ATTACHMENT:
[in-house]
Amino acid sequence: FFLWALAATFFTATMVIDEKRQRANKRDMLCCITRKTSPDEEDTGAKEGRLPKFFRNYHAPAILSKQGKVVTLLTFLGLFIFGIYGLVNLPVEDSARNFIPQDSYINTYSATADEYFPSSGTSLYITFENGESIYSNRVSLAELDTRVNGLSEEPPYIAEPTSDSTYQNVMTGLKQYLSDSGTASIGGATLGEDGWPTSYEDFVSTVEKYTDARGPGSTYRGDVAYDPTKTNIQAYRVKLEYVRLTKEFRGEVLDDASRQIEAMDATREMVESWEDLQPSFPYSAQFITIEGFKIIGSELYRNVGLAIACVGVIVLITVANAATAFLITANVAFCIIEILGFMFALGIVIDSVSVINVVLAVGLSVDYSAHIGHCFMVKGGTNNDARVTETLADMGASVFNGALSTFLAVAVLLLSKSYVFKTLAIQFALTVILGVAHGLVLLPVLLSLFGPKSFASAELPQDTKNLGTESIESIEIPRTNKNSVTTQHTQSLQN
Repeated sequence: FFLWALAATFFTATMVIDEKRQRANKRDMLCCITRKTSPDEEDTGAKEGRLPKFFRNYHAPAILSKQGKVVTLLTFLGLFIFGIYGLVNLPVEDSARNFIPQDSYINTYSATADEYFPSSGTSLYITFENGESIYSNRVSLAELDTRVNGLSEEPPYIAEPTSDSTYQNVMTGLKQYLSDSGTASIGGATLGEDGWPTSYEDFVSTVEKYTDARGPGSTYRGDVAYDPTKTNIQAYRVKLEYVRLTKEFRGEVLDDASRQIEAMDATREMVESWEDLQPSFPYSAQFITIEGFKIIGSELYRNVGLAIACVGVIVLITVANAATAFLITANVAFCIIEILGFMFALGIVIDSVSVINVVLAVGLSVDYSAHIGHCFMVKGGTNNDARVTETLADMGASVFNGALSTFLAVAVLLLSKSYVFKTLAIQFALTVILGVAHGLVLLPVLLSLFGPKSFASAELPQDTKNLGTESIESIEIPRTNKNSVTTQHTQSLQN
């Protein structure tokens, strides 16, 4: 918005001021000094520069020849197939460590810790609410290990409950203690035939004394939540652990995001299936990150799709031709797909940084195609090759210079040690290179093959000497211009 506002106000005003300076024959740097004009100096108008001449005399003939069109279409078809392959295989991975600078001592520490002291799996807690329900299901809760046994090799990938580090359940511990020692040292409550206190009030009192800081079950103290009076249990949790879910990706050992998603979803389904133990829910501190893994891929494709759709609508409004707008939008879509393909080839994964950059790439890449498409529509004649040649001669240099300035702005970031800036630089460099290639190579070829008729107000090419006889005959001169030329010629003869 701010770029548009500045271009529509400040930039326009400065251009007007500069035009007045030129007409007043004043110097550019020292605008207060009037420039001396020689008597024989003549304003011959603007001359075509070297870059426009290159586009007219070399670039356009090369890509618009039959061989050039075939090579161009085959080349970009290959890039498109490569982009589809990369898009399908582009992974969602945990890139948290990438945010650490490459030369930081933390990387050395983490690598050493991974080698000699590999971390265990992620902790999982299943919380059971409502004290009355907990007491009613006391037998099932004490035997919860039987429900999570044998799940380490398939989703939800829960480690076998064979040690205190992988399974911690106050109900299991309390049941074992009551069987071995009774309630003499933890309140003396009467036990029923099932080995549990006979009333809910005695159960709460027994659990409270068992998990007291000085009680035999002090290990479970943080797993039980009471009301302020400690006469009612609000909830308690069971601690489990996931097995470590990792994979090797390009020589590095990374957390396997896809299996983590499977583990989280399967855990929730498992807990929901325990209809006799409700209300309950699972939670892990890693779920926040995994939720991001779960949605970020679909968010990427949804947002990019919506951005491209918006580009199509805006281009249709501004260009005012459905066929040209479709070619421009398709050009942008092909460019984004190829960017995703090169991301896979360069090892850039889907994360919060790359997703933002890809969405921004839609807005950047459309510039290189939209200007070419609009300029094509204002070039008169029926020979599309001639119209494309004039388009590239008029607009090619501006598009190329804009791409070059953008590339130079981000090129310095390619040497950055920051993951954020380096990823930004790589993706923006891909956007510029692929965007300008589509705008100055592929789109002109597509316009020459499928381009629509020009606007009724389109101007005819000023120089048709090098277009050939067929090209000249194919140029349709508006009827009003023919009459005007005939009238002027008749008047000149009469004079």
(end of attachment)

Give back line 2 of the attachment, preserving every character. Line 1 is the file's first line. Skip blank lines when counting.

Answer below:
Amino acid sequence: FFLWALAATFFTATMVIDEKRQRANKRDMLCCITRKTSPDEEDTGAKEGRLPKFFRNYHAPAILSKQGKVVTLLTFLGLFIFGIYGLVNLPVEDSARNFIPQDSYINTYSATADEYFPSSGTSLYITFENGESIYSNRVSLAELDTRVNGLSEEPPYIAEPTSDSTYQNVMTGLKQYLSDSGTASIGGATLGEDGWPTSYEDFVSTVEKYTDARGPGSTYRGDVAYDPTKTNIQAYRVKLEYVRLTKEFRGEVLDDASRQIEAMDATREMVESWEDLQPSFPYSAQFITIEGFKIIGSELYRNVGLAIACVGVIVLITVANAATAFLITANVAFCIIEILGFMFALGIVIDSVSVINVVLAVGLSVDYSAHIGHCFMVKGGTNNDARVTETLADMGASVFNGALSTFLAVAVLLLSKSYVFKTLAIQFALTVILGVAHGLVLLPVLLSLFGPKSFASAELPQDTKNLGTESIESIEIPRTNKNSVTTQHTQSLQN